The ACLU of San Diego & Imperial Counties said in a written statement it had expected more information would be released ahead of the meeting, considering the report has been delayed multiple times.
"It is disappointing that despite having months of notice about the [council committee] hearing, the Mayor’s office is unable to produce a complete analysis and instead offers the public a collection of slides that does not contextualize the data in a way that allows for the average person to interpret its meaning or provide constructive feedback," said Cheryl Alethia Phelps, a communications consultant for the ACLU, in an email Tuesday. "This is not transparency."
Councilwoman Marti Emerald ordered the review in 2015 after community members spoke out about alleged biased policing by San Diego officers.
Previous reports on race and policing in San Diego were inconclusive, and the department had stopped collecting the data.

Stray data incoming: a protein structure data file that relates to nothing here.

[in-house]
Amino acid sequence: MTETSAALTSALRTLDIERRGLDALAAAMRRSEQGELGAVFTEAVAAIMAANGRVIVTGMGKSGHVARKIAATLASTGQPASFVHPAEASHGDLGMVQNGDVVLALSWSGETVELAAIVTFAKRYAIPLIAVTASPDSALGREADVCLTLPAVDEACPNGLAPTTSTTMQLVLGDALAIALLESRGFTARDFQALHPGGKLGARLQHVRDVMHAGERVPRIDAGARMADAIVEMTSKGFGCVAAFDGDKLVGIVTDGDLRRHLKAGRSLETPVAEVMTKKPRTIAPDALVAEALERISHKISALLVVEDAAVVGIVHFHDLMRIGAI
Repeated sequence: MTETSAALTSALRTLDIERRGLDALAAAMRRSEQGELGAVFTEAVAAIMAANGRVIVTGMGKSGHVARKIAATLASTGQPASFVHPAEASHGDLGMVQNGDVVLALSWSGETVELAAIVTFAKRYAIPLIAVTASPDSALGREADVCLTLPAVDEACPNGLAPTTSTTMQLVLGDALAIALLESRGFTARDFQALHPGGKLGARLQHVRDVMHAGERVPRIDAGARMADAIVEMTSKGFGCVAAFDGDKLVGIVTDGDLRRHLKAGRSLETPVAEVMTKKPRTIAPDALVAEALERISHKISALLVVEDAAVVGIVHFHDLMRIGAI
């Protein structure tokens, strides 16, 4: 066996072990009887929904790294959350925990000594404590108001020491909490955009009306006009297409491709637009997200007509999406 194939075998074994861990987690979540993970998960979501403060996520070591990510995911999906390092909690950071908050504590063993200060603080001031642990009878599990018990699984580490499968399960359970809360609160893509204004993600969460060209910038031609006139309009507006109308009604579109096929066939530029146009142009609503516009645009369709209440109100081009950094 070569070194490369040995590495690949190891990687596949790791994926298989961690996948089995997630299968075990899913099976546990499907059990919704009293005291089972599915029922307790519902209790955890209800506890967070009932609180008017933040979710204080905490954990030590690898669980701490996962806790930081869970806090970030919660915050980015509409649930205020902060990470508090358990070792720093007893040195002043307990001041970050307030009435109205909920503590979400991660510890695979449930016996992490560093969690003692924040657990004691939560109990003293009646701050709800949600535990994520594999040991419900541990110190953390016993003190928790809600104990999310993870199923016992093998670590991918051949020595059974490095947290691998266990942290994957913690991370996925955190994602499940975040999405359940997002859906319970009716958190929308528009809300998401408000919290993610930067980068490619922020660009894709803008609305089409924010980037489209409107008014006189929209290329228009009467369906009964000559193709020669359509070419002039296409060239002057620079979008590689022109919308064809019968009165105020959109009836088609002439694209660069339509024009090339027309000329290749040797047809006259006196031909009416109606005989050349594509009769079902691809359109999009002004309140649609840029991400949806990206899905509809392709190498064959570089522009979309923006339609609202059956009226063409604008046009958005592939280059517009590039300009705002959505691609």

The SDSU review of 2015 and 2014 traffic stops used a technique called the "Veil of Darkness" to offer a more nuanced review of the data, beyond a comparison of how often certain racial groups are stopped and population data. The latter technique is flawed, the department said, because the city's driving population is always changing.
"Although cities often use population figures as an estimated comparison, this is particularly challenging in San Diego, with its proximity to the border, designation as a world tourist destination, major military presence, and other factors not considered in population data," a 2014 report said.
The preliminary findings of this latest report by SDSU "raises more questions than answers," the ACLU said in its statement.
In the presentation, the researchers list recommendations for the department, including "acknowledge and address existence of racial/ethnic disparities" and increase "officer training and oversight." However they do not elaborate on their conclusions.